Although all of the panelists at “Great science writing part I: From eureka moment to book”, had their own adventures culminating in the birth of their own books, Paul’s was certainly the most creative. But thankfully, there are others ways to find inspiration and produce a worthy technology-driven tome, as shared by the speakers.
Maryn McKenna knew she had publishing gold when, after writing a freelance piece about MRSA and women for Self Magazine, “my email inbox exploded…and the story was picked up by The Today Show and Montel,” she recalls. “People wanted to know what the next dimension of the story was,” and thus a book proposal was conceived. Her book, Superbug: The Fatal Menace of MRSA, was published in 2010.
McKenna used a blog to organize her thoughts for her project, which is a great idea, echoed Brain Switek. His dinosaur-infused work, Written in Stone: Evolution, the Fossil Record, and Our Place in Nature” was also published this year. He described how he spent three years researching the field in order to gain the background necessary to write his book. During that time, he blogged every day. “A blog is a writing laboratory,” he stated, quoting another writer.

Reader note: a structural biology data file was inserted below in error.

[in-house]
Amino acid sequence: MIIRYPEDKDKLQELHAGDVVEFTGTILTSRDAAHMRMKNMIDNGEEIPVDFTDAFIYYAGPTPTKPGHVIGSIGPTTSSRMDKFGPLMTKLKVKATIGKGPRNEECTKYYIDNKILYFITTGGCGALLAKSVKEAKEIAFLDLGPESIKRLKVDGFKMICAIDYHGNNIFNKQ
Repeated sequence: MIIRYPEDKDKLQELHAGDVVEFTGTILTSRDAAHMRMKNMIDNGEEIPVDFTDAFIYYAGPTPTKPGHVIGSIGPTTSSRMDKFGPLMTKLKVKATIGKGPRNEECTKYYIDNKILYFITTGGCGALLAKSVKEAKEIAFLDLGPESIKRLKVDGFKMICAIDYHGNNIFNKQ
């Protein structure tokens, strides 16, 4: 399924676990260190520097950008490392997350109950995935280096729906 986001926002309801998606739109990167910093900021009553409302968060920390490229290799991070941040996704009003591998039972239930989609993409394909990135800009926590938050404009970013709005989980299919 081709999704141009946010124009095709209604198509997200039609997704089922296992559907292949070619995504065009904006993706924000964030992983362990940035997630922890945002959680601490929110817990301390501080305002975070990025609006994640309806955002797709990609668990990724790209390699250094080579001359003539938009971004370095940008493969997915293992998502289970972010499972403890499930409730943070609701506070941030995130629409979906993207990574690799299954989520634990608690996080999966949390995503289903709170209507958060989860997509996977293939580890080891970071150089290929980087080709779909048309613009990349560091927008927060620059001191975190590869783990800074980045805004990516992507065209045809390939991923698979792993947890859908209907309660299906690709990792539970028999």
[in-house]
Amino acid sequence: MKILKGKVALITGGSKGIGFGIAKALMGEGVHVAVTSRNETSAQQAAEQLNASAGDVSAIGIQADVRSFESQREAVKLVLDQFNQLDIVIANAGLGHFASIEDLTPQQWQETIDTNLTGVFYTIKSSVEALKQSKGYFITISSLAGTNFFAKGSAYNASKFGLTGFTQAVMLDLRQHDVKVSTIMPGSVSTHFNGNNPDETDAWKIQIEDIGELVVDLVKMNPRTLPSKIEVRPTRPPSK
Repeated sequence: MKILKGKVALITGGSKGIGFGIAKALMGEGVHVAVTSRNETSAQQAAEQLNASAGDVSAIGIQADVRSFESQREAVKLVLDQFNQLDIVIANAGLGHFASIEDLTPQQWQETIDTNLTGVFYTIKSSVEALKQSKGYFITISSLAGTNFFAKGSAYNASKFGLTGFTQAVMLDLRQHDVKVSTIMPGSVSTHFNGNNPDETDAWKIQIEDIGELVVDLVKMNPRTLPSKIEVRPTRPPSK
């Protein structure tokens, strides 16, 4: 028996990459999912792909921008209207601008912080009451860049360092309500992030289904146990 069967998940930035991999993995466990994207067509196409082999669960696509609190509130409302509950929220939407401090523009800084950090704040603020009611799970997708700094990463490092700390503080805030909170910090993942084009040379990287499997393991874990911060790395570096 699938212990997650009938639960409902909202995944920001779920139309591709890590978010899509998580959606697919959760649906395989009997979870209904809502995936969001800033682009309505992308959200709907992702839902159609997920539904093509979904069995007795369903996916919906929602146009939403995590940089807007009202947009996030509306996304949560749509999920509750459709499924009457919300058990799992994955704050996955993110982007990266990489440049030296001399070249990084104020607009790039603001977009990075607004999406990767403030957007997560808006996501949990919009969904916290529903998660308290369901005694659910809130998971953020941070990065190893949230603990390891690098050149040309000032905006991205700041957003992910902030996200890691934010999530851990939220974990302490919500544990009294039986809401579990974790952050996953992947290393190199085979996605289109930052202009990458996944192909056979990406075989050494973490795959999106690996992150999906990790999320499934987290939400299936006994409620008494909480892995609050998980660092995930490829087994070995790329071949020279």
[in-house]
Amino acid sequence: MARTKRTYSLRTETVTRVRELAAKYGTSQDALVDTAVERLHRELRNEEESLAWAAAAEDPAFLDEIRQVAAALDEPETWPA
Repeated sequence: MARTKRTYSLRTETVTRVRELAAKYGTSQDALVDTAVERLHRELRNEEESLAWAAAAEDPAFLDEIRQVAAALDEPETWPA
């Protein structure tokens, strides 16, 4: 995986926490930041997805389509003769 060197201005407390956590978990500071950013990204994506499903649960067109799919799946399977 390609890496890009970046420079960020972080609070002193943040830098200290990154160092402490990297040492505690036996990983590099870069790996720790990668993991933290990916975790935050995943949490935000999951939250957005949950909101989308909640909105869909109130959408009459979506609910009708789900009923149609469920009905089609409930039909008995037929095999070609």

When you choose your subject, make certain you love it, because it will consume you for huge swaths of time. “[Writing] magazine articles [is] like dating someone, and writing a book is like marrying a person,” remarked Douglas Starr, author of “The Killer of Little Shepherds”. “If you pick the right person, it will be endlessly absorbing and it is the same thing with your book topic.”